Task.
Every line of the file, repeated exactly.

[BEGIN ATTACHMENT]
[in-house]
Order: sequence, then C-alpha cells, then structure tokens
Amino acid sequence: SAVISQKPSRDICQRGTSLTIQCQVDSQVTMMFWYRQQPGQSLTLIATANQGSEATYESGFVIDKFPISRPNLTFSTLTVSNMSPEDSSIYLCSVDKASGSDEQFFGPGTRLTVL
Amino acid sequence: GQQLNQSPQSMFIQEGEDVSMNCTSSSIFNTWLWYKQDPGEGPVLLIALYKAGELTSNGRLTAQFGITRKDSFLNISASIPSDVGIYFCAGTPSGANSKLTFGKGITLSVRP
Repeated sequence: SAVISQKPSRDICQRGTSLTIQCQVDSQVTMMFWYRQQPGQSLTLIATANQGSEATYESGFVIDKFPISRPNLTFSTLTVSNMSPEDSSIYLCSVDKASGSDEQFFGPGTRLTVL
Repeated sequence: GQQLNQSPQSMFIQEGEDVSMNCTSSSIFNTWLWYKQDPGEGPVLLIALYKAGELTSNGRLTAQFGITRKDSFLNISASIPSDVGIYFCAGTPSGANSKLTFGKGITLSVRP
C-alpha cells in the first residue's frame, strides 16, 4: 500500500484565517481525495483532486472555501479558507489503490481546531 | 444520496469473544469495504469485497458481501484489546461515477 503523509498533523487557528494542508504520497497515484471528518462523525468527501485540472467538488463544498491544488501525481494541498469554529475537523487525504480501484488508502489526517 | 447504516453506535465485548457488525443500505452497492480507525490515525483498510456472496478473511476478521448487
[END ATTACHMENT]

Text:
[in-house]
Order: sequence, then C-alpha cells, then structure tokens
Amino acid sequence: SAVISQKPSRDICQRGTSLTIQCQVDSQVTMMFWYRQQPGQSLTLIATANQGSEATYESGFVIDKFPISRPNLTFSTLTVSNMSPEDSSIYLCSVDKASGSDEQFFGPGTRLTVL
Amino acid sequence: GQQLNQSPQSMFIQEGEDVSMNCTSSSIFNTWLWYKQDPGEGPVLLIALYKAGELTSNGRLTAQFGITRKDSFLNISASIPSDVGIYFCAGTPSGANSKLTFGKGITLSVRP
Repeated sequence: SAVISQKPSRDICQRGTSLTIQCQVDSQVTMMFWYRQQPGQSLTLIATANQGSEATYESGFVIDKFPISRPNLTFSTLTVSNMSPEDSSIYLCSVDKASGSDEQFFGPGTRLTVL
Repeated sequence: GQQLNQSPQSMFIQEGEDVSMNCTSSSIFNTWLWYKQDPGEGPVLLIALYKAGELTSNGRLTAQFGITRKDSFLNISASIPSDVGIYFCAGTPSGANSKLTFGKGITLSVRP
C-alpha cells in the first residue's frame, strides 16, 4: 500500500484565517481525495483532486472555501479558507489503490481546531 | 444520496469473544469495504469485497458481501484489546461515477 503523509498533523487557528494542508504520497497515484471528518462523525468527501485540472467538488463544498491544488501525481494541498469554529475537523487525504480501484488508502489526517 | 447504516453506535465485548457488525443500505452497492480507525490515525483498510456472496478473511476478521448487